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Picture:
GETTY IMAGES/JAMIE MCCARTHY

Anne Hathaway recently launched into scathing diatribe about white privilege following the murder of Nia Wilson, a black teenager stabbed to death last week.

Wilson, 18, was killed at a transit station in Oakland, California by a white man who stabbed her in the neck.

The murder is senselessly horrific and it seems like attacks like this are becoming commonplace around America.

Anne Hathaway took to Instagram and pleaded we all check our white privilege and understand the violence and oppression that still faces people of colour in America.

 

The murder of Nia Wilson- may she rest in the power and peace she was denied here- is unspeakable AND MUST NOT be met with silence.  She is not a hash tag; she was a black woman and she was murdered in cold blood by a white man. White people- including me, including you- must take into the marrow of our privileged bones the truth that ALL black people fear for their lives DAILY in America and have done so for GENERATIONS.  White people DO NOT have equivalence for this fear of violence. Given those givens, we must ask our (white)selves- how “decent” are we really?  Not in our intent, but in our actions?  In our lack of action? Peace and prayers and JUSTICE for Nia and the Wilson family xx Note: the comments for this post are closed. #blacklivesmatter #antiracist #noexcuse #sayhername #earntherighttosayhername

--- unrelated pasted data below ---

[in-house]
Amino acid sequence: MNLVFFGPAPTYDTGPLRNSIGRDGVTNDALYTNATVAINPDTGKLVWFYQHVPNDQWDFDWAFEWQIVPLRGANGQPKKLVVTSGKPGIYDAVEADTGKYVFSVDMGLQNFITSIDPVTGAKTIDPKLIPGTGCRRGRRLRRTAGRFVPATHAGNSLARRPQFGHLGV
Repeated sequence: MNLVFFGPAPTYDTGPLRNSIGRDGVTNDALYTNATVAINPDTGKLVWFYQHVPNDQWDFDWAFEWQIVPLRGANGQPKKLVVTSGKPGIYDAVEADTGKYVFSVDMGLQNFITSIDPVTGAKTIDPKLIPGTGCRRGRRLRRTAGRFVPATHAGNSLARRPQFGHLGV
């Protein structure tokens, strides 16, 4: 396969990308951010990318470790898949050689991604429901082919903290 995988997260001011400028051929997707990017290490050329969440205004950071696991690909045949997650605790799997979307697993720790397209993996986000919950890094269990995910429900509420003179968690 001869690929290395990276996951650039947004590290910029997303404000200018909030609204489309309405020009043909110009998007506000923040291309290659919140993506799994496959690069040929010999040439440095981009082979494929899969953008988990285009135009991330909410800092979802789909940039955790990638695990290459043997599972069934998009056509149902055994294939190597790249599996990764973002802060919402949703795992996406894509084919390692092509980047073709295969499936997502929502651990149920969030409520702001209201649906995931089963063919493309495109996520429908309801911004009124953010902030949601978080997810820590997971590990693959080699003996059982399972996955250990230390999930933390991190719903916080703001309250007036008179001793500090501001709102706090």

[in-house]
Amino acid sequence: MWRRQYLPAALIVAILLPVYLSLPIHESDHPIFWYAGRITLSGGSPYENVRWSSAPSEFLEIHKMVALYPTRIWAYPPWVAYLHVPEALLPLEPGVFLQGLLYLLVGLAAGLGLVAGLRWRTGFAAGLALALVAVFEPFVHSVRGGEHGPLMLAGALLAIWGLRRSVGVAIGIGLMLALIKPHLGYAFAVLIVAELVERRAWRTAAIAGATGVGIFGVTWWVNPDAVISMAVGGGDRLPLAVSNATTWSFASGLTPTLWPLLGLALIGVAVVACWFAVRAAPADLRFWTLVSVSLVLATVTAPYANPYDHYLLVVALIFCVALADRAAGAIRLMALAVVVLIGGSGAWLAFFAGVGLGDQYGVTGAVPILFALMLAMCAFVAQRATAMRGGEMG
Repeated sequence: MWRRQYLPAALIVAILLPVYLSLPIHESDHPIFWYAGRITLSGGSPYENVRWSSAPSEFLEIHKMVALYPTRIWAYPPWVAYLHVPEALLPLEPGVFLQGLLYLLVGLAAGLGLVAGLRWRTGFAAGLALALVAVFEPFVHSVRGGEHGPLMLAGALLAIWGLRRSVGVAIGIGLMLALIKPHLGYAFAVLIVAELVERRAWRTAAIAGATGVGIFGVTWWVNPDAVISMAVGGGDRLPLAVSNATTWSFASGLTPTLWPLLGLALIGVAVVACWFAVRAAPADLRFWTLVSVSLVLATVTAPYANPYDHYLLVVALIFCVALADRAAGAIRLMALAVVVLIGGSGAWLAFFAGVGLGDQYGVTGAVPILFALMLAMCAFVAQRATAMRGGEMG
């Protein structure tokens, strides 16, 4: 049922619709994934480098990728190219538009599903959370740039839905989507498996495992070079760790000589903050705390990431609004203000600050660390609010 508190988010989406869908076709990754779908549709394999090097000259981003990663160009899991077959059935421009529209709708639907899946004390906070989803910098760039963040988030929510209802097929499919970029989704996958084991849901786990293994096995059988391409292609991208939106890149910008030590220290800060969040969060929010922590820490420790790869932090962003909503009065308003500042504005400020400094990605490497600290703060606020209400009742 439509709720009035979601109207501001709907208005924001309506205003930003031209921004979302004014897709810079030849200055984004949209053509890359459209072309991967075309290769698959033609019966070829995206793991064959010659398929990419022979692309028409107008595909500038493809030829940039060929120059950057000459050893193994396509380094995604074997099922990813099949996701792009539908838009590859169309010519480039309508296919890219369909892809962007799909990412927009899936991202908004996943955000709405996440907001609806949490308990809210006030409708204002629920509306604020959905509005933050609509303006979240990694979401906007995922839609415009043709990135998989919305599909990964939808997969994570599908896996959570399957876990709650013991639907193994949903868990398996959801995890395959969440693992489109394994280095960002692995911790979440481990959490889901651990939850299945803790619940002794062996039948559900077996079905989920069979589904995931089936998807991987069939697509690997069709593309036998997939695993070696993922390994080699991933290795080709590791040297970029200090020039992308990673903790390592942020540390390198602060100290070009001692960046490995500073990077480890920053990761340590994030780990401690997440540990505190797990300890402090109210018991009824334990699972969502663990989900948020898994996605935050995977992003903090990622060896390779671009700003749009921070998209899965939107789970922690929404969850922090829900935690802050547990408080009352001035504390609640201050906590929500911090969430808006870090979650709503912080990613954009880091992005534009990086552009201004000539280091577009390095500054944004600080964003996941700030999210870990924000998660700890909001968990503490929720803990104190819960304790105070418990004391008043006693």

A post shared by Anne Hathaway (@annehathaway) on

This is the post in full, accompanying a picture of Nia Wilson, Hathaway wrote:

The murder of Nia Wilson- may she rest in the power and peace she was denied here- is unspeakable AND MUST NOT be met with silence. She is not a hash tag; she was a black woman and she was murdered in cold blood by a white man.

She continued:

White people- including me, including you- must take into the marrow of our privileged bones the truth that ALL black people fear for their lives DAILY in America and have done so for GENERATIONS.

White people DO NOT have equivalence for this fear of violence.

 Given those givens, we must ask our (white)selves- how “decent” are we really? Not in our intent, but in our actions?  In our lack of action?

True to the tone of 2018, the statement has since divided people, with some praising her post and others taking issue with it.

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